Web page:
In yet another aspect of the present invention, the outer surface of the insulating layer is coated in a highly conductive material to increase the conductivity of the conductive path formed by the outer load-bearing member.
In still another aspect of the present invention, a highly conductive tape or serve is applied to the outer surface of the insulating layer to increase the conductivity of the conductive path formed by the outer load-bearing member.
The invention may be understood by reference to the following description taken in conjunction with the accompanying drawings in which:
While the present invention is susceptible to various modifications and alternative forms, a specific embodiment thereof has been shown by way of example in the drawings and is herein described in detail. It should be understood, however, that the description herein of specific embodiments is not intended to limit the invention to the particular forms disclosed, but, on the contrary, the intention is to cover all modifications, equivalents, and alternatives falling within the spirit and scope of the invention as defined by the appended claims.
Illustrative embodiments of the invention are described below. In the interest of clarity, not all features of an actual implementation are described in this specification. It will of course be appreciated that in the development of any such actual embodiment, numerous implementation-specific decisions must be made to achieve the developer's specific goals, such as compliance with system-related and business-related constraints, which will vary from one implementation to another. Moreover, it will be appreciated that such a development effort might be complex and time consuming, but would nevertheless be a routine undertaking for those of ordinary skill in the art having the benefit of this disclosure.
The term “stress member” or “load-bearing member” is used to describe the component or components of a cable that collectively carry the bulk of the tensile load to which the cable is subjected. In many cables, the stress member is typically formed of helically served wires, usually in two layers at similar angles in opposite directions. These multiple components comprise a single stress member. A cable stress member may also be braided, and may be fabricated from synthetic fibers, such as Kevlar (trademark of E. I. du Pont de Nemours and Company of Wilmington, Del., U.S.A.) or polyester. Alternatively, as illustrated in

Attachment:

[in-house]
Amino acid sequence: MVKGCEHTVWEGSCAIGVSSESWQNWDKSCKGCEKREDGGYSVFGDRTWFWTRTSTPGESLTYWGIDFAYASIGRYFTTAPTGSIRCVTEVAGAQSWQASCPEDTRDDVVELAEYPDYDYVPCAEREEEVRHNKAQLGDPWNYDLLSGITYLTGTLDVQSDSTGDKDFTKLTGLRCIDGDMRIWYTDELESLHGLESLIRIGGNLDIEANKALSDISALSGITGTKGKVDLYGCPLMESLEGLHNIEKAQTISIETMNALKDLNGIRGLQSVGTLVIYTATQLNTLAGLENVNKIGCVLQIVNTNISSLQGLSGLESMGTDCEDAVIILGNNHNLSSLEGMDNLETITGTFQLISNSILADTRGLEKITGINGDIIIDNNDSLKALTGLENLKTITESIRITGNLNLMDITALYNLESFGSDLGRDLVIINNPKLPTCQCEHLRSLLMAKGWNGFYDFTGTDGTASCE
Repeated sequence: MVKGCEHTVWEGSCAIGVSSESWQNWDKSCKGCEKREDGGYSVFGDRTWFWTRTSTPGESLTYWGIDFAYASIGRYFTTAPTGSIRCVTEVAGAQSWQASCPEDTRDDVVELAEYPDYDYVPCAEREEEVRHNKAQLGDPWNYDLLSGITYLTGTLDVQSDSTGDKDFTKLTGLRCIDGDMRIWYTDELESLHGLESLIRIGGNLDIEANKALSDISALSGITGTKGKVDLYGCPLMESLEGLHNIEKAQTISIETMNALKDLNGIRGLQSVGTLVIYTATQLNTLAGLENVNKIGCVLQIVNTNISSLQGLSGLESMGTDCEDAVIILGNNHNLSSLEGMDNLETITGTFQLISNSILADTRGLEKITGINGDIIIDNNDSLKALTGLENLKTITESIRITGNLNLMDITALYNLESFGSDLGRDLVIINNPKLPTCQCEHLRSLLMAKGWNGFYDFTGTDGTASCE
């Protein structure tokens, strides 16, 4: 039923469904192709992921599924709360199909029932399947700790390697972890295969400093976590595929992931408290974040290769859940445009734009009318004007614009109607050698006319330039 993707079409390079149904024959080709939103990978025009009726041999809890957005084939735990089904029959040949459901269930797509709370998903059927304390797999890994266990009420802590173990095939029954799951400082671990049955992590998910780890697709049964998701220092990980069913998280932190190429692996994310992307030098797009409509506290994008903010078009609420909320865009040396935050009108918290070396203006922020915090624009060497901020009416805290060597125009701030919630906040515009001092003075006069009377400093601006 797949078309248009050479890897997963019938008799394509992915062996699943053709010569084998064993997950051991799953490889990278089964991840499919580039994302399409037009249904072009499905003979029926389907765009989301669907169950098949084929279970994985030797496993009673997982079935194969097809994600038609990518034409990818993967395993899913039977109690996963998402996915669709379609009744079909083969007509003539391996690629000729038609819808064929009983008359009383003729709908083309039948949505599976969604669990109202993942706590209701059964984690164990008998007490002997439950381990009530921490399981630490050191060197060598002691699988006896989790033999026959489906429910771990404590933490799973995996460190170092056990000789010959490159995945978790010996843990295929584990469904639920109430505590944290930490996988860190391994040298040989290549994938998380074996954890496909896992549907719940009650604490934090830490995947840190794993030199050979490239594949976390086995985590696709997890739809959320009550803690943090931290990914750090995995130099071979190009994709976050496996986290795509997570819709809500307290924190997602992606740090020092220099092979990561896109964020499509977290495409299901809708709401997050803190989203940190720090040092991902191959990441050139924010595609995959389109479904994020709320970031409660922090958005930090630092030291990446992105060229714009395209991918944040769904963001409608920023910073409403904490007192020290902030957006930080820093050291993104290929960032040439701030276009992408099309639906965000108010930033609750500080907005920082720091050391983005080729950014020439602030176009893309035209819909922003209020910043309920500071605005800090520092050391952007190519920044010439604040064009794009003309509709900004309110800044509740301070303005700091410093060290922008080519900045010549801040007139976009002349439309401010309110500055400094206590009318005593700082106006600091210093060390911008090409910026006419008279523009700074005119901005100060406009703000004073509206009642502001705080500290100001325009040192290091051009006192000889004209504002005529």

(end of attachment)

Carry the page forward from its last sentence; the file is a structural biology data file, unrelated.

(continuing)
An illustrative embodiment of an electrical cable according to the present invention is presented in
To enhance its electrical conductivity, the core conductor 202 may be coated in copper or other highly electrically conductive material. Alternatively, a serve of copper wires 203 or copper tape may be applied to the surface of the core conductor 202 to increase its conductivity. The core conductor 202 may also be constructed of other electrically conductive materials that have the requisite tensile strength to act as a stress member, such as, for example, aluminum or titanium, and, if of braided wire constuction, may include a limited number of low tensile strength wire conductors, such as brass and copper. In yet a further alternative embodiment, the load-bearing core 202 may be constructed of a non-conductive carbon, glass, or synthetic fiber-reinforced plastic, with core conductivity provided by a copper or other highly conductive coating thereon.
The tubular metal outer cover or member 206 forms the second stress member of the cable 200 and also serves as the electrical return path. The outer cover 206 may be formed of any metal having suitable tensile strength and electrical conductivity, such as, for example, Inconel, stainless steel, galvanized steel, or titanium.
The dual stress members/conductors 202 and 206 are separated by electrically insulating layer 204 which is formed of a non-conductive material, such as TEFLON (polytetrafluoroethylene and perfluoroalkoxy polymers) or polyetheretherketone (PEEK). To enhance the electrical conductivity of the current path formed by the outer cover 206, the outer surface of the insulating layer 204 may be covered in a conductive material. This conductive material may be in the form of a coating, such as thermally sprayed copper, a conductive tape, or helically served wires 205.